EU clears BASF's acquisition of Solvay's polyamide business

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Photo by BASF BASF says the approved deal will achieve its “strategic objectives”

The EU Commission has granted conditional clearance to German chemicals company BASF to acquire Solvay’s polyamide (PA) business.

In a statement on 18 Jan, the European Commission said the approval was conditional on the “divestiture of a remedy package”.

"Our decision will allow for the creation of a significant European player in this market because the commitments offered by BASF and Solvay ensure that the merger will not lead to higher prices or less choice for European businesses and, ultimately, consumers," said commissioner Margrethe Vestager, in charge of competition policy.

The decision followed an in-depth review of the proposed transaction by the EU, which had expressed its concerns about a monopoly over the supply of certain key materials, including adiponitrile (AND), hexamethylene diamine, adipic acid, hexamethylenediamine adipate salt, and PA 6/6 base polymer in the European Economic Area (EEA).

The Commission was also concerned that the acquisition would lead to a “reduction of the number of suitable suppliers and likely price increases” in a number of markets related to the polyamide industry in the region.

Such markets include adiponitrile (AND), a key upstream input for the PA 6/6 value chain, as well as other key materials such as hexamethylene diamine, adipic acid, hexamethylenediamine adipate salt, PA 6/6 base polymer, PA 6/6 engineering plastics and PA6 3D printing powder.

To address the Commission's concerns, BASF and Solvay pledged to divest Solvay’s facilities at Belle-Etoile and Valence in France, Gorzow in Poland, and Blanes in Spain, to “a single suitable buyer”. These facilities produce hexamethylene diamine, hexamethylenediamine adipate salt, PA 6/6 base polymer, PA 6/6 engineering plastics and PA6 3D printing powder.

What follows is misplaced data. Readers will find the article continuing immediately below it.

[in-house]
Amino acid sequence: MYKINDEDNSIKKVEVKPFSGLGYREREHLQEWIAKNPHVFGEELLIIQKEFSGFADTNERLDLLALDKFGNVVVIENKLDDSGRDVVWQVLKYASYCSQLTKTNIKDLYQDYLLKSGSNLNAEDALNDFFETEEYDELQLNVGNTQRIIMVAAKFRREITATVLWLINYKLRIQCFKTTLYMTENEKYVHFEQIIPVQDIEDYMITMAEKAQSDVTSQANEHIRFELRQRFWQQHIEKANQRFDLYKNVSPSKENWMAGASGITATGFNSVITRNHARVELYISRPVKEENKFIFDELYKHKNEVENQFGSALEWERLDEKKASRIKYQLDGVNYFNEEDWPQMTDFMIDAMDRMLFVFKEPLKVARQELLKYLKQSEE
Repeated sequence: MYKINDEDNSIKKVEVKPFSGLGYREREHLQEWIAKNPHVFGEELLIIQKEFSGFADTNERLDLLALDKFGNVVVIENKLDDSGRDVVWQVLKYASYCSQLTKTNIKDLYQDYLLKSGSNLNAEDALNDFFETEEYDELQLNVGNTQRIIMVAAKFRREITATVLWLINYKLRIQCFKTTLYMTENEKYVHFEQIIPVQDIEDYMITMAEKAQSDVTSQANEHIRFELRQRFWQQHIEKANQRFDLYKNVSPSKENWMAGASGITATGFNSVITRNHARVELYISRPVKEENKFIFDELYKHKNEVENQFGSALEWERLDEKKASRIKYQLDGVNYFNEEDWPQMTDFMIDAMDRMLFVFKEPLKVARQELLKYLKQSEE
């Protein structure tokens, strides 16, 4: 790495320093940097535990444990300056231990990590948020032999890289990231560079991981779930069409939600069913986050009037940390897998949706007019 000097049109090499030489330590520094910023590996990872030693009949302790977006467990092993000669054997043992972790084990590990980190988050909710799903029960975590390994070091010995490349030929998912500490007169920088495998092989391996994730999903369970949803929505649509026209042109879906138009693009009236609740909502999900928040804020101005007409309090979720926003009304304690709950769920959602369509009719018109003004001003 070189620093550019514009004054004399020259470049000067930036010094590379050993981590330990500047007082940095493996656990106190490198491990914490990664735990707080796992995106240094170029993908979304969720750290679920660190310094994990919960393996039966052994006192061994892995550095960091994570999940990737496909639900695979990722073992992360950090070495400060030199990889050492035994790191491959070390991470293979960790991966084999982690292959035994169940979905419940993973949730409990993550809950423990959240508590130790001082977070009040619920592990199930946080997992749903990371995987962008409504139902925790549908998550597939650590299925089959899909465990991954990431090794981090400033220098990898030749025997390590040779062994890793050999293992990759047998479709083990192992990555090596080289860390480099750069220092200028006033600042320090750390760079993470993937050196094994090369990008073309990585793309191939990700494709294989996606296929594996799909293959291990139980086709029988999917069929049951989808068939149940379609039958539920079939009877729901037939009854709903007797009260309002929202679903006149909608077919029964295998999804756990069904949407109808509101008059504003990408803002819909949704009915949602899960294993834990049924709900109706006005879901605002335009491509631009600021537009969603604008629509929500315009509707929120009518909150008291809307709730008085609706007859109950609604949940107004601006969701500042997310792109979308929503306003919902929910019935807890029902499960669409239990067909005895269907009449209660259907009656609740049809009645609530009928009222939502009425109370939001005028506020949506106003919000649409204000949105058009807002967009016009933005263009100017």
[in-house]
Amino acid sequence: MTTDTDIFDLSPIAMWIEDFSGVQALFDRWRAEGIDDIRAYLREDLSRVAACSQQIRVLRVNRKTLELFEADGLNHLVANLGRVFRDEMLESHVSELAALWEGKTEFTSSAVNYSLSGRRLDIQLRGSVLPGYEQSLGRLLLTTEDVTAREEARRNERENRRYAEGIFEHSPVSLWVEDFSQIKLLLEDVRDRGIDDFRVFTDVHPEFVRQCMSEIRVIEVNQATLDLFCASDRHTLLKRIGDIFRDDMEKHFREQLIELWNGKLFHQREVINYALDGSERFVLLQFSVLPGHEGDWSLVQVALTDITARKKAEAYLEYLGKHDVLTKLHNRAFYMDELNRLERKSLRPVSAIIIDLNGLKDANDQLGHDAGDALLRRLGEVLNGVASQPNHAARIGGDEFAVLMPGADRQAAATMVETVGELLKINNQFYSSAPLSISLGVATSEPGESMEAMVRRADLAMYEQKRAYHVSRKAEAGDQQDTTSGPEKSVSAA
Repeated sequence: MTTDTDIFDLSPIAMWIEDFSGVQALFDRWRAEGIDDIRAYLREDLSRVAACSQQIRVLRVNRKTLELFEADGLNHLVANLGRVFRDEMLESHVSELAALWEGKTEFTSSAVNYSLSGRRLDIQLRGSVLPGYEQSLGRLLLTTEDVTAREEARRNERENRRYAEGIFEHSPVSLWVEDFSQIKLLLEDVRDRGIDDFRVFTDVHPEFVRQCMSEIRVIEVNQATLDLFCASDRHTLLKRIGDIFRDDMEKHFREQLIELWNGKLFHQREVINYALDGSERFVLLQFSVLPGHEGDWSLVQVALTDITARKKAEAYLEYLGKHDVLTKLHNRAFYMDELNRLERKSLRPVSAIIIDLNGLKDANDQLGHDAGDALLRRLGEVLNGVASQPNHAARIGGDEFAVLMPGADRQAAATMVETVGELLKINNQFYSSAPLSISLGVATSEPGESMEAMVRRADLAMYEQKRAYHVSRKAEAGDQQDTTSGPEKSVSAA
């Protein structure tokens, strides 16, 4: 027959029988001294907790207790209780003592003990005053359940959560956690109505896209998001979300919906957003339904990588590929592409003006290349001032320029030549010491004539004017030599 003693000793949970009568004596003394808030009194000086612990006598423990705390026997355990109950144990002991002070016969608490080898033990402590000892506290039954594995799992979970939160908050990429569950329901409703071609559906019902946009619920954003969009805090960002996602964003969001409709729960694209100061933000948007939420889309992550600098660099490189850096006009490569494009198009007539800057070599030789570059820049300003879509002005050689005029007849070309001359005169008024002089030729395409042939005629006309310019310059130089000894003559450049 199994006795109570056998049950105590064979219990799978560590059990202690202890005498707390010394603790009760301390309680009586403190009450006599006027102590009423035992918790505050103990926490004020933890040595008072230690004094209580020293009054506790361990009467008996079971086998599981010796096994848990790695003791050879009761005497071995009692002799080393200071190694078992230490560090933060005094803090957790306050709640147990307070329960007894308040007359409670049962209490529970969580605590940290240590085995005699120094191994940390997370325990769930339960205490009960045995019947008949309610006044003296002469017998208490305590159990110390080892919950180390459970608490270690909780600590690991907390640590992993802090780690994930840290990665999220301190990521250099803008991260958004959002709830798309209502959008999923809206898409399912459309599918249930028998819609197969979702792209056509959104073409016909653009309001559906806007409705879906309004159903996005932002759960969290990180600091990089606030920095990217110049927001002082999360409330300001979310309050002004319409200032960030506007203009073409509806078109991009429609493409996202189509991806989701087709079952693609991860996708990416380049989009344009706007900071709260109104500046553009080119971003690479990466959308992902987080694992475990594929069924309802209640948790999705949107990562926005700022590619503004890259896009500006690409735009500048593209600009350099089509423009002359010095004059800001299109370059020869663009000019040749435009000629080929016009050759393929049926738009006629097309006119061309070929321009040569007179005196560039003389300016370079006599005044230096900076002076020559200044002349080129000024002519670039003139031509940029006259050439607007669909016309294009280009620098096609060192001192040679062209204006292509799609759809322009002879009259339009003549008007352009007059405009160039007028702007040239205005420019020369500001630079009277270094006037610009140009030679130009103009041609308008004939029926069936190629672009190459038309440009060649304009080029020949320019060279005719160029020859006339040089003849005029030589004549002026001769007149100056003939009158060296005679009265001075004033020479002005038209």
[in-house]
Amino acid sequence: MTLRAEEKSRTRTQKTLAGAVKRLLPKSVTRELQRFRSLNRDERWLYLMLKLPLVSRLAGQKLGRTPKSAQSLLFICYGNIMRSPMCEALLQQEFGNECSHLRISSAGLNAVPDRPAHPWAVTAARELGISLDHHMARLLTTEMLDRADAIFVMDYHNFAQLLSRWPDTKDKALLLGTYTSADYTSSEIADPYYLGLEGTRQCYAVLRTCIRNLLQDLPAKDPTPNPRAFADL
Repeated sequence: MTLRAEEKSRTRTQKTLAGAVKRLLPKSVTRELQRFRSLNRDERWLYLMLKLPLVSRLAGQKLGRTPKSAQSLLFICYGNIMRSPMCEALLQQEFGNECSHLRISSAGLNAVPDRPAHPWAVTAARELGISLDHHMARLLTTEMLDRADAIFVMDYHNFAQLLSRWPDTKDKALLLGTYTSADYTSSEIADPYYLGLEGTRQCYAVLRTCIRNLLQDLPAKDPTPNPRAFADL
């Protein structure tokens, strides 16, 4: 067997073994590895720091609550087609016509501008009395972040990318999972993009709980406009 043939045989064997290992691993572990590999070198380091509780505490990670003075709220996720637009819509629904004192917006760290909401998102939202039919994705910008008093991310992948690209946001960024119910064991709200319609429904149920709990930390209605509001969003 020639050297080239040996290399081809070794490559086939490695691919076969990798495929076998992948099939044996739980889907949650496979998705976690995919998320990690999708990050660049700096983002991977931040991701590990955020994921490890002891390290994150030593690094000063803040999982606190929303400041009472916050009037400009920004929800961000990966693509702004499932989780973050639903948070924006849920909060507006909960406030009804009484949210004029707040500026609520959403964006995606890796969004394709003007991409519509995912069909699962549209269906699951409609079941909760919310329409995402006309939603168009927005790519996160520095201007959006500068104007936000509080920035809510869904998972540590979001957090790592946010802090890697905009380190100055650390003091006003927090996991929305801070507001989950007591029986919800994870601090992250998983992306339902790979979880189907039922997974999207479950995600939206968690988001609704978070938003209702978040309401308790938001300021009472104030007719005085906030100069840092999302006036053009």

Additionally, a production joint venture would be created in Chalampé, France, between the merged entity and the buyer of the divested assets, for the production of adipic acid.

BASF also undertook to provide long-term supply agreements for ADN to meet the divestment business' requirements.

These commitments, said the EU, “fully remove the overlap between BASF and Solvay in the markets where the Commission had identified competition concerns.”

In a statement on the clearance, BASF said the approval was “an important milestone for the transaction”.

The deal is now expected to close in the second half of 2019 after all remaining closing conditions, including the sale of a remedy package to a third party, have been fulfilled.

However, pending approval of the transaction, the first steps in the divestment process had already been taken in the fourth quarter of 2018, BASF said.

The polyamide businesses to be acquired in the Americas and in Asia are not affected by the commitments.

BASF said the approved deal will achieve its “strategic objectives” to strengthen its PA6/6 business significantly.

“The acquisition will complement BASF’s engineering plastics portfolio, enhance the access to key growth markets in Asia and South America as well as strengthen the value chain through backward integration into key raw materials such as ADN (adipodinitrile),” the company added.

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